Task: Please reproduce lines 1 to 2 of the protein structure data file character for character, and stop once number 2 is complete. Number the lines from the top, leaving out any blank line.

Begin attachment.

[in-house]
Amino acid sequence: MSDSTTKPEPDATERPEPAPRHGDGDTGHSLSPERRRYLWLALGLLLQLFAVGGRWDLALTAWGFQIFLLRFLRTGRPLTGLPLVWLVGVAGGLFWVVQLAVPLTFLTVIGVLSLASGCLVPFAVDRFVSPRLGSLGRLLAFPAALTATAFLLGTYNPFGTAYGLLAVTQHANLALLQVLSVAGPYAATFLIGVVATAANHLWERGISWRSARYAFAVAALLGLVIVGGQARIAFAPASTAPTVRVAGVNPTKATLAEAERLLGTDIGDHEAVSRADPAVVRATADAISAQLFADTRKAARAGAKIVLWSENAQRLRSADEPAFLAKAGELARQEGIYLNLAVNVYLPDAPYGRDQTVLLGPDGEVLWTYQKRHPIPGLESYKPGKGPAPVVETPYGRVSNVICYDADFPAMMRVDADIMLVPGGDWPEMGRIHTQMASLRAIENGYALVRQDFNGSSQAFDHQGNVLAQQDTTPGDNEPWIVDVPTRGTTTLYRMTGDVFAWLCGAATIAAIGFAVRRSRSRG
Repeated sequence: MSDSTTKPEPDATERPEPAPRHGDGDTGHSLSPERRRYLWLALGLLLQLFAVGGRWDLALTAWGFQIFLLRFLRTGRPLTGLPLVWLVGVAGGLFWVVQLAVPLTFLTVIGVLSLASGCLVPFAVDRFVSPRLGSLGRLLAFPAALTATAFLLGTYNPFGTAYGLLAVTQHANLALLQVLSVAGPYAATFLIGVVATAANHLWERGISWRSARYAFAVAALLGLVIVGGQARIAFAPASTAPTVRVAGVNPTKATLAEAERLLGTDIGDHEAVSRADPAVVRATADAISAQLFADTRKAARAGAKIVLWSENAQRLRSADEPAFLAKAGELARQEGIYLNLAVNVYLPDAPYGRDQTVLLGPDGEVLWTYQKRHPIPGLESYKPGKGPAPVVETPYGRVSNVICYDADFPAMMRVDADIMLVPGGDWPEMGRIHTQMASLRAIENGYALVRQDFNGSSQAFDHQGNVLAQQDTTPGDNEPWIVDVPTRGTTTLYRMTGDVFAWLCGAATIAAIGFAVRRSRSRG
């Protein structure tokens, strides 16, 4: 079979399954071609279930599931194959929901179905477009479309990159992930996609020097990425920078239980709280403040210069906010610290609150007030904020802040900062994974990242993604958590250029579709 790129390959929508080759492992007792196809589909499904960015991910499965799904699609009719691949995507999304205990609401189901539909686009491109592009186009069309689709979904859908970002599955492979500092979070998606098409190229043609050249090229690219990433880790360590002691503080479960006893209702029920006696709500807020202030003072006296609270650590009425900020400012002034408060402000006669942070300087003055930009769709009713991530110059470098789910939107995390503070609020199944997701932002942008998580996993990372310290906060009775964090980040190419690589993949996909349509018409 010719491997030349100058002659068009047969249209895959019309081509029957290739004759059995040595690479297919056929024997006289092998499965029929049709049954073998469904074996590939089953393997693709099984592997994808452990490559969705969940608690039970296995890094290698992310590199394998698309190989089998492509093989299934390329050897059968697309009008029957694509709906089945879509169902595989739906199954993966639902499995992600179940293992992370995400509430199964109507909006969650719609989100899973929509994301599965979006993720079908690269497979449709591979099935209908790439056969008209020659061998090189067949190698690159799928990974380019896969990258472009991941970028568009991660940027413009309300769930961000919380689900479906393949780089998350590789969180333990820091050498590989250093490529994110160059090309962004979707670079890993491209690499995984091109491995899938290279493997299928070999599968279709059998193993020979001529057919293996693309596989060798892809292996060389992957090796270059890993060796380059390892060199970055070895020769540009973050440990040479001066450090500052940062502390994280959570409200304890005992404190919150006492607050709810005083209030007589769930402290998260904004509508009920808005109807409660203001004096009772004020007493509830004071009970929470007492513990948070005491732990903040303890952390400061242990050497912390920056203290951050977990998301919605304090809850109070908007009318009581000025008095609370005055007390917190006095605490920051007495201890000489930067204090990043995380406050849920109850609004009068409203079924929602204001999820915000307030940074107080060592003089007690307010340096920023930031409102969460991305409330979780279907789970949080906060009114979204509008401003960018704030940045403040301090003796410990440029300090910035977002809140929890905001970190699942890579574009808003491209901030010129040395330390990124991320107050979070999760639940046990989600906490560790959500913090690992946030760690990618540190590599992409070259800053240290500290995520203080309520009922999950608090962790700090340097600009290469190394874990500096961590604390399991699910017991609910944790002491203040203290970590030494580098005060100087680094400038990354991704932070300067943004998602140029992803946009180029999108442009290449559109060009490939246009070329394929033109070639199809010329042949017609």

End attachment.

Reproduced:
[in-house]
Amino acid sequence: MSDSTTKPEPDATERPEPAPRHGDGDTGHSLSPERRRYLWLALGLLLQLFAVGGRWDLALTAWGFQIFLLRFLRTGRPLTGLPLVWLVGVAGGLFWVVQLAVPLTFLTVIGVLSLASGCLVPFAVDRFVSPRLGSLGRLLAFPAALTATAFLLGTYNPFGTAYGLLAVTQHANLALLQVLSVAGPYAATFLIGVVATAANHLWERGISWRSARYAFAVAALLGLVIVGGQARIAFAPASTAPTVRVAGVNPTKATLAEAERLLGTDIGDHEAVSRADPAVVRATADAISAQLFADTRKAARAGAKIVLWSENAQRLRSADEPAFLAKAGELARQEGIYLNLAVNVYLPDAPYGRDQTVLLGPDGEVLWTYQKRHPIPGLESYKPGKGPAPVVETPYGRVSNVICYDADFPAMMRVDADIMLVPGGDWPEMGRIHTQMASLRAIENGYALVRQDFNGSSQAFDHQGNVLAQQDTTPGDNEPWIVDVPTRGTTTLYRMTGDVFAWLCGAATIAAIGFAVRRSRSRG